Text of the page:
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January 15, 2003     556 Words

Sister Mary Rose McGeady: Champion and Savior of Covenant House

CINCINNATI—Sister Mary Rose McGeady, D.C., did not want the job as president of Covenant House, the well-known agency for runaway teens that’s based in Manhattan. When the position was offered to her in 1990, the agency was near ruin and an overwhelming amount of work was needed to save it. Yet, through prayer and self-examination, she eventually accepted the challenge of leading Covenant House. Today, it’s thriving once again, largely due to the efforts of Sister Mary Rose, who will retire from her position in June of this year.

The life and career of this dedicated nun are featured in the February issue of St. Anthony Messenger, entitled “Sister Mary Rose McGeady: Rebuilding Covenant House.” Author Claudia McDonnell examines the journey of Sister Mary Rose, a lifelong advocate for child welfare. After January 26, the article will be posted at:

When she took the job, Sister Mary Rose had her work cut out for her. The founder of Covenant House, Father Bruce Ritter, resigned after accusations of sexual and financial misconduct. Although he denied any wrongdoing and no formal charges were filed, he left his post as leader of Covenant House. Donations plunged while the agency’s debt swelled to $38 million. Clearly, the agency needed a miracle. That miracle took the shape of Sister Mary Rose, who immediately set out to restore confidence in the agency and save it from financial ruin.

Sister Mary Rose had an impressive background in service to fall back on. Born in Hazelton, Pennsylvania, in 1928, the family moved to Washington D.C., when Mary Rose was in the first grade. As a high school student, she volunteered on weekends at St. Ann’s Infant Asylum in D.C. She entered the Daughters of Charity at the age of 18 and attended Emmanuel College in Boston, earning a degree in sociology before receiving a master’s in clinical psychology from Fordham University.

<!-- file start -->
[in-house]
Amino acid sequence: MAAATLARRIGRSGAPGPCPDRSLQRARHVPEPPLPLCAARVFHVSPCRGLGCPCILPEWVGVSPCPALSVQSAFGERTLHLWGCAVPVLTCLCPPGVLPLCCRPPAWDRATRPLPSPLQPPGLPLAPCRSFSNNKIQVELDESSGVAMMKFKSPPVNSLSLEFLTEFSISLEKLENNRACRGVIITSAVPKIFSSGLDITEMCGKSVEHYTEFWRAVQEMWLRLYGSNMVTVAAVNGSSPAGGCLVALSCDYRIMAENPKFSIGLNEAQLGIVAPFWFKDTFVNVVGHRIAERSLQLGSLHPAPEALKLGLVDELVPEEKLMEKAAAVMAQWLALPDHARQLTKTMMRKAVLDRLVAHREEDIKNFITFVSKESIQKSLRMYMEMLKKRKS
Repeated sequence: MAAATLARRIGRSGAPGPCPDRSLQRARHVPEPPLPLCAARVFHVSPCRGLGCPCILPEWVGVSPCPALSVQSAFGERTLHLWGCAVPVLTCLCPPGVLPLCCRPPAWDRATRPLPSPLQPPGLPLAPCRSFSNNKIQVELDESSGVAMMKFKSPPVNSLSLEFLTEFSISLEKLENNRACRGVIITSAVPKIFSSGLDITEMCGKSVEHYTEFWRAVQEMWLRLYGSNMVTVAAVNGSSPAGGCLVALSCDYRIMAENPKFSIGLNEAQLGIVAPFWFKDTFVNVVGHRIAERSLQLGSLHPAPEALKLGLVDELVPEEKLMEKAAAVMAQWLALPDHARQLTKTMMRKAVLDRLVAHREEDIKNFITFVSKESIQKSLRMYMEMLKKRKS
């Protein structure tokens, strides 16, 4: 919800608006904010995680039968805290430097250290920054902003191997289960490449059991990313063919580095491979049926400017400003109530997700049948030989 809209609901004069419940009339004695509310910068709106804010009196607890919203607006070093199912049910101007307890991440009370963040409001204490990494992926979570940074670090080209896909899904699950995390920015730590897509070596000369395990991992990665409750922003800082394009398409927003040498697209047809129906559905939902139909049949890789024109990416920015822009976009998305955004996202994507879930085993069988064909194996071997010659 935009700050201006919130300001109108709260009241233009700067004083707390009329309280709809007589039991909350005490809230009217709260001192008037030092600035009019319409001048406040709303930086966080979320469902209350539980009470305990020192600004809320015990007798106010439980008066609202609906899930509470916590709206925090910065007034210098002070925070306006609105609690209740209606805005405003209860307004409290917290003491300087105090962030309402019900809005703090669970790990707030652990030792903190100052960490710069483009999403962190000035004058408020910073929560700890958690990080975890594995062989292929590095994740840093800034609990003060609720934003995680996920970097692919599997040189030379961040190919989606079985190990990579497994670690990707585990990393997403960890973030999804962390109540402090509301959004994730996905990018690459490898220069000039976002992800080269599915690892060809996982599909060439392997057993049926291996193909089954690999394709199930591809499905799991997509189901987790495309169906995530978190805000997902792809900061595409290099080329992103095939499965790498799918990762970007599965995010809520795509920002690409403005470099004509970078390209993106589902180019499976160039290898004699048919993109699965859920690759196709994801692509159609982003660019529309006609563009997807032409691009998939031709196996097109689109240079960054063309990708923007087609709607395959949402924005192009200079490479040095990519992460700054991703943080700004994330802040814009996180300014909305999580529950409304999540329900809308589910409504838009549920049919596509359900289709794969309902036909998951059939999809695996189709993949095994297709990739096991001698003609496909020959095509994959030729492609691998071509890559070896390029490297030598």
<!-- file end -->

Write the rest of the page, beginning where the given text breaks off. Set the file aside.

Sister Mary Rose was named director of mental health services for Brooklyn Catholic Charities in 1973. She spent years opening mental-health clinics, day-treatment programs, workshops and alternative living programs. Under her leadership, Catholic Charities’ mental- health budget rose from $300,000 to more than $6 million.

Covenant House would need such a leader to salvage its reputation. With apprehension in her heart, Sister Mary Rose made a pact with God. “I said, ‘If you want me to do this, I will do it. Let’s make a covenant, you and me. Together we’ll work to save this place,’” she says.

Today, Covenant House is financially sound and even more prosperous than before. When Sister Mary Rose arrived, the agency was in 12 cities; today that number has increased to 21, with 15 facilities in the United States, two in Canada and one each in Mexico, Guatemala, Honduras and Nicaragua. Under Sister Mary Rose’s leadership, job-training and life-planning programs, as well as numerous community centers have been implemented, all designed to aid in the survival of her lifelong priority: children.

Sister Mary Rose is philosophical about her calling. “I have always felt that was the blessing of my vocation: that I was sent to these kids, and I loved it.”


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